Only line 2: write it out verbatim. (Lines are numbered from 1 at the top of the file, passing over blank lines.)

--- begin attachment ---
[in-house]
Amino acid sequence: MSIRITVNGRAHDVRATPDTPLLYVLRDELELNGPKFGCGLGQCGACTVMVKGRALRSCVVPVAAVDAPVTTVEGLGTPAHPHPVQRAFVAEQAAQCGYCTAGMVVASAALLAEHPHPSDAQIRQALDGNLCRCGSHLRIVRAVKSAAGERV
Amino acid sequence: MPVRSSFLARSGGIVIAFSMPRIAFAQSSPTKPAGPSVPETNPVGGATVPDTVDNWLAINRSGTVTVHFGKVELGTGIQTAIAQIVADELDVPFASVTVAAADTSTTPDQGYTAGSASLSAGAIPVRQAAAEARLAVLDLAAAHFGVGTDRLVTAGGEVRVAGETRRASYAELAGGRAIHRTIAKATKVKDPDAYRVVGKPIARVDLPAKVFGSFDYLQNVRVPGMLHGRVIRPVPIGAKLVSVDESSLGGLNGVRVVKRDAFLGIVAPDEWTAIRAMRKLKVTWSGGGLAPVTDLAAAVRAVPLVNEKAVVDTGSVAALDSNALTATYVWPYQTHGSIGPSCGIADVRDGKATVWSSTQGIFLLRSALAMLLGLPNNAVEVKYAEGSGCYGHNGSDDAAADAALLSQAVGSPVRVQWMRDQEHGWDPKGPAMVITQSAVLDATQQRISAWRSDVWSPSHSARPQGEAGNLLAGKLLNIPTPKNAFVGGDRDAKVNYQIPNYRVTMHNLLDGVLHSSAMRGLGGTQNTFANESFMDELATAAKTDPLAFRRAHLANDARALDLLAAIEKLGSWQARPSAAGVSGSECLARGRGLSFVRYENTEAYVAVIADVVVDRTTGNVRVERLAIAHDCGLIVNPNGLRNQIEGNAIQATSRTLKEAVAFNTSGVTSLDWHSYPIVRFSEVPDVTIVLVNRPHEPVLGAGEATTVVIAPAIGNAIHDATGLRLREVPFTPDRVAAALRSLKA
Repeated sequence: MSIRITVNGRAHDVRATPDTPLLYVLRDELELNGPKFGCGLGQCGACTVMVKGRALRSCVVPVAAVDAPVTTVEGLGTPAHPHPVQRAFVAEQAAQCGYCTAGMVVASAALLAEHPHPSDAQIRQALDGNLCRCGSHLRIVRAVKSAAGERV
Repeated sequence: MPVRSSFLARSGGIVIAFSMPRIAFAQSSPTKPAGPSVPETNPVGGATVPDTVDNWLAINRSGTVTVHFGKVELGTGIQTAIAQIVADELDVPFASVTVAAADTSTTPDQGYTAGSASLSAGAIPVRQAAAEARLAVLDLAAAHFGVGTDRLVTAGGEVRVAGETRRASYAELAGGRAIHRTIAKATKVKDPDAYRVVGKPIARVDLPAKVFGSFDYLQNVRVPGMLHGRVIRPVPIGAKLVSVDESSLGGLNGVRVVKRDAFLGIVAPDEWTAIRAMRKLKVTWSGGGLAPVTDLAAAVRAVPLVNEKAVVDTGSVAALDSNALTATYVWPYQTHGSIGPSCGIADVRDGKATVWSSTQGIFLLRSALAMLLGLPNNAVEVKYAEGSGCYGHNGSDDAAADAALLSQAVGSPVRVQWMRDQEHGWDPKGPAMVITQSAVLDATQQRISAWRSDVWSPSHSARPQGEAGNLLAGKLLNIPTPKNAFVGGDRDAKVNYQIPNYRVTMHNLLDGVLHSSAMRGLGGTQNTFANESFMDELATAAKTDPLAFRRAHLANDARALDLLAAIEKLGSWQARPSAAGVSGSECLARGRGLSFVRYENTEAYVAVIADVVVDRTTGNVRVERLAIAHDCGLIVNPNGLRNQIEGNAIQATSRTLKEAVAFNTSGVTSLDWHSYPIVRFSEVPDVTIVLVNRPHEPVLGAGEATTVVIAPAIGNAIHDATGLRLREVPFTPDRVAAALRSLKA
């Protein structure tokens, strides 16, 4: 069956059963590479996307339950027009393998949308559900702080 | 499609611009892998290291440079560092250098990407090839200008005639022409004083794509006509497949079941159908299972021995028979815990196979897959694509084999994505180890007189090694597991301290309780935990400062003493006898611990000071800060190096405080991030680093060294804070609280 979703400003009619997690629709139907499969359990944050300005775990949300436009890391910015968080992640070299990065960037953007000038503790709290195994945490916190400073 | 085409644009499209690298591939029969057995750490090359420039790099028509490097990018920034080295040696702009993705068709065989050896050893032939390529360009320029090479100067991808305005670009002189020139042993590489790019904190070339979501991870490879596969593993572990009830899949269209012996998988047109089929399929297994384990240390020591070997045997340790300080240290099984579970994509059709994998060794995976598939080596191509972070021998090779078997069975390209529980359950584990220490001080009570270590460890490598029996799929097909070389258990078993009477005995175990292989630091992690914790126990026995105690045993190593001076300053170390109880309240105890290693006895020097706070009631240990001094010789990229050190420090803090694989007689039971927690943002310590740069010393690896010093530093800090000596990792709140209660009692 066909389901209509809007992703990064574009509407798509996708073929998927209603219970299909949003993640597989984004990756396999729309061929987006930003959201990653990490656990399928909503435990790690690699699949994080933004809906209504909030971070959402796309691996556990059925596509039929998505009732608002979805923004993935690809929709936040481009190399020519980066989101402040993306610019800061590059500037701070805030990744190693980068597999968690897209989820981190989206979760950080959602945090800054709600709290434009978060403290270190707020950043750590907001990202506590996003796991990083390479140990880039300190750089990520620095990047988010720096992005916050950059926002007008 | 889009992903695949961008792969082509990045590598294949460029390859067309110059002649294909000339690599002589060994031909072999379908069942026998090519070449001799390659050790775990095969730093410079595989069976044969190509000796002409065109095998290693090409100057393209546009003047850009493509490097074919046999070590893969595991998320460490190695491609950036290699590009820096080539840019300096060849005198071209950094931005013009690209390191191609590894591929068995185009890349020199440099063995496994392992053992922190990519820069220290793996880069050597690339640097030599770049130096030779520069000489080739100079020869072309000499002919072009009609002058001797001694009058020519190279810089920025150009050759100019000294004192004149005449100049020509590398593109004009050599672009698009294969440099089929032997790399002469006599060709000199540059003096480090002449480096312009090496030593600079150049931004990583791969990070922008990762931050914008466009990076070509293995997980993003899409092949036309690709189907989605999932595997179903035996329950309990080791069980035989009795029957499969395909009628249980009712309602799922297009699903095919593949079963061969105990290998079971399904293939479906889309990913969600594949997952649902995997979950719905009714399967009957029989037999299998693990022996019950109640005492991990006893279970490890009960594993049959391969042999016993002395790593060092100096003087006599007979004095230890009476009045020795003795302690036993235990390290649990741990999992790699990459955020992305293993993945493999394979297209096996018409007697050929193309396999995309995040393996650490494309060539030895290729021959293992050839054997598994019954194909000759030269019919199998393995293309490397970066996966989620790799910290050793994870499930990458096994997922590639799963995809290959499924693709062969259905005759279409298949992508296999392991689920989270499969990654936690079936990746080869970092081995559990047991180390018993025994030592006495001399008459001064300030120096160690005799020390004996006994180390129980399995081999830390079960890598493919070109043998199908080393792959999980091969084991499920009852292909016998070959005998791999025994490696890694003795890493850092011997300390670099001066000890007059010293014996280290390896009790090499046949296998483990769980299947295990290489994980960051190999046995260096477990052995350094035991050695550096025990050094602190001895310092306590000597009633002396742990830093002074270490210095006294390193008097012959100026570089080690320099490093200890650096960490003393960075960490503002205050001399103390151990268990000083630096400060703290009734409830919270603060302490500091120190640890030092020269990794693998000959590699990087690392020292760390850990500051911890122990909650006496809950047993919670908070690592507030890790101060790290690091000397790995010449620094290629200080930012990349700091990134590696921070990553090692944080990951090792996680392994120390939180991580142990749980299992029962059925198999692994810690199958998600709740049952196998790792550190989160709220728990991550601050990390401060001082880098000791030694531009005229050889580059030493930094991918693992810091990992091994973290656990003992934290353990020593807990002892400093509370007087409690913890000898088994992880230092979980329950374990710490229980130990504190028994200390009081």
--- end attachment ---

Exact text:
Amino acid sequence: MSIRITVNGRAHDVRATPDTPLLYVLRDELELNGPKFGCGLGQCGACTVMVKGRALRSCVVPVAAVDAPVTTVEGLGTPAHPHPVQRAFVAEQAAQCGYCTAGMVVASAALLAEHPHPSDAQIRQALDGNLCRCGSHLRIVRAVKSAAGERV